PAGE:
Teaching Profession Opinion

It’s Hard to Pray for Public Education ... But I Do It Anyway

By Marilyn Rhames — April 30, 2014 3 min read
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The National Day of Prayer falls on every first Thursday in May, and tomorrow I will lead the prayer for education at a prayer breakfast in downtown Chicago. While I’m honored to have been asked, this role comes with great responsibility.

Some school districts in America are doing exceedingly well on the education front, while the sky is falling in other urban and rural communities. Some educators and parents boast that a failing public school system is just a myth, while others grapple daily with functioning illiteracy among their adolescent students. And depending on who you talk to, entities like charter schools, Teach for America, and the Gates Foundation are either a part of the problem or the solution.

So how should I pray? What should I pray for? I’m given three-to-four minutes for my public petition, and I want it to represent the true needs of educators and students in this country. You might think I’m over-thinking this, but I take my approach to God very seriously.

Two days ago in Chicago, a 14-year-old girl shot and killed another other 14-year-old girl over a Facebook dispute about a boy.

Last Friday, a boy in Milford, Conn., stabbed and killed his classmate because she turned him down for the prom.

My friend who was subbing in L.A. told me that her school just went into lockdown because a middle school boy brought his father’s gun to school, hoping to kill his teacher.

Ending the violence in school is high on my prayer list. When danger reaches our door step, we realize just how deceiving our perception of safety is.

Last month, for example, there was a technical mishap at my school and administrators worried that an intruder had entered the building. We went on lockdown and the police went into each classroom with their guns drawn. Thankfully it was just a false alarm.

Beyond the violence, I want to pray for unity. A diversity of educational philosophies is one thing, but why must we spew vitriol as we debate school policy? Why poison any hope of reaching common ground? We may demonize organizations we do not agree with when, truth be told, all of us have blood on our hands.

If public schools were meeting the needs of all students, there would have never been a need to start charter schools as incubators of innovation. If experienced teachers were lining up to work in low-income inner-city schools, then Teach for America would have gone out of business a long time ago. If the public funding for education was abundant and equitable, then we could tell Bill Gates to direct his philanthropy toward saving the whales.

My prayer is for God to help us see how politics is damaging education. When we put ourselves—and not our students—at the center of the debate, we make a mockery of the very image we are trying so hard to protect.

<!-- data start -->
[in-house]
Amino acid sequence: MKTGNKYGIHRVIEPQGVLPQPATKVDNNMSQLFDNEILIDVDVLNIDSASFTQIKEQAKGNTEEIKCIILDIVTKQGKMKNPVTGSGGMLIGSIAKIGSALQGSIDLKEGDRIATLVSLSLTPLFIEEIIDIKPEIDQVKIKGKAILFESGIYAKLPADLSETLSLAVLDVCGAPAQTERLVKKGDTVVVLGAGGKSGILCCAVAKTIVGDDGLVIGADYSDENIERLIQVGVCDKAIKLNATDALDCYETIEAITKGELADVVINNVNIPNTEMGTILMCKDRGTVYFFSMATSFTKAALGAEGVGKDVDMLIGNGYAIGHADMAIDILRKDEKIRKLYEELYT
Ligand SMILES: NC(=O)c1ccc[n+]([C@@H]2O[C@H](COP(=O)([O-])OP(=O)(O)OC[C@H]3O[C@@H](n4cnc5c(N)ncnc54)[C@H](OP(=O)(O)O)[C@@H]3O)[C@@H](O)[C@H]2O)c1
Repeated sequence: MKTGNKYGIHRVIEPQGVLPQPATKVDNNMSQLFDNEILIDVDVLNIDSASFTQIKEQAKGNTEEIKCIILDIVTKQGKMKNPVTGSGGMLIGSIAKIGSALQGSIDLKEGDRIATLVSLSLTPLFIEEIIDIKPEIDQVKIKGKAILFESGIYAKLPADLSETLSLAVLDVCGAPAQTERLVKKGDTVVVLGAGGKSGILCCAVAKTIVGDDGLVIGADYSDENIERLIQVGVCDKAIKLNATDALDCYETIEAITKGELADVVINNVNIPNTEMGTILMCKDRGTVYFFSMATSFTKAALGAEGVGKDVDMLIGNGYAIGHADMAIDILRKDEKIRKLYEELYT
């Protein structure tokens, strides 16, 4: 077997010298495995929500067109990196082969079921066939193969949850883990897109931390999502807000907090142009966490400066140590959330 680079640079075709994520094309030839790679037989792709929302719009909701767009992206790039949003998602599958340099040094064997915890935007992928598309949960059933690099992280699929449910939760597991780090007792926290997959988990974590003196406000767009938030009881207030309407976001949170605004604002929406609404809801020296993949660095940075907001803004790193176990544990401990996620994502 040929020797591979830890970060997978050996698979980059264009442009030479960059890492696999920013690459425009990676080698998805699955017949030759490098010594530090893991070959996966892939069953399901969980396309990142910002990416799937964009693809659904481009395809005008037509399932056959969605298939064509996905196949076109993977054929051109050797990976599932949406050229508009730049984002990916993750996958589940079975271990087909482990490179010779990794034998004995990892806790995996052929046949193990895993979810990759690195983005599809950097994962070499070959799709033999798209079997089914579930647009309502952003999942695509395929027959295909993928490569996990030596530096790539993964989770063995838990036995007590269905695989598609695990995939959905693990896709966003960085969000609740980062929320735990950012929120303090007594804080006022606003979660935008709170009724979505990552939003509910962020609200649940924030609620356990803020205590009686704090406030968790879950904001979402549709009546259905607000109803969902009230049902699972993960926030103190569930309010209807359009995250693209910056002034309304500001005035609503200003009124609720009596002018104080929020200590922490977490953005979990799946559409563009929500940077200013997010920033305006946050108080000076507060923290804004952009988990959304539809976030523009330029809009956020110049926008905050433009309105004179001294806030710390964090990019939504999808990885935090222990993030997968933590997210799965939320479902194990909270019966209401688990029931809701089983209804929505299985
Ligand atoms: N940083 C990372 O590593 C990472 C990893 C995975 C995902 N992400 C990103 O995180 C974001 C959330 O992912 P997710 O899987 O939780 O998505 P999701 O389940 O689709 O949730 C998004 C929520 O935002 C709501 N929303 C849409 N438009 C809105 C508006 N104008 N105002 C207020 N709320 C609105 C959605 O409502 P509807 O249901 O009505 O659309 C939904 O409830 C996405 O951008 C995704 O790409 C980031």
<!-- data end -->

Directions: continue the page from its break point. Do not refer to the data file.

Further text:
I firmly believe that even educators—the population of the knowledge dispensers—don’t know how to pick up the educational pieces and put them back together again. Case in point: half of us might argue that the system is not really broken at all!

So how do I pray for an unbroken educational system? Pray that things continue the way they are going? Or pray that they grow at the trajectory where they are now? I cannot do that.

I could pray for the end of standardized testing. The constant barrage of tests is consuming valuable instructional time, narrowing what is taught, and pushing out valuable programs like the arts, foreign language, and physical education. I agree with all of that to a great extent, except that I am always very interested in the test scores when I’m considering enrolling my daughters into a new school.

Those scores are a very helpful tool for me as a parent to judge the overall effectiveness of the academic program at an unfamiliar school. And I’ve seen the even staunchest opponents of testing boast of their school’s high test scores during the debate over which schools in Chicago should close. If the tests don’t really mean anything, then why are you using your high scores as evidence that your school is a good school?

I’m not trying to polarize. I know that there’s way more to a school than its test scores. I know that charters are not intrinsically better than traditional district schools. I know that most schools will never experience a murder of a student or teacher. But when I accepted the invitation to publically pray I didn’t realize how tricky it would be not to offend the people listening.

So from my mouth to God’s ears, I’m just going to speak from my heart. After all, even with hundreds of people in the room, all that really matters is my audience of One.

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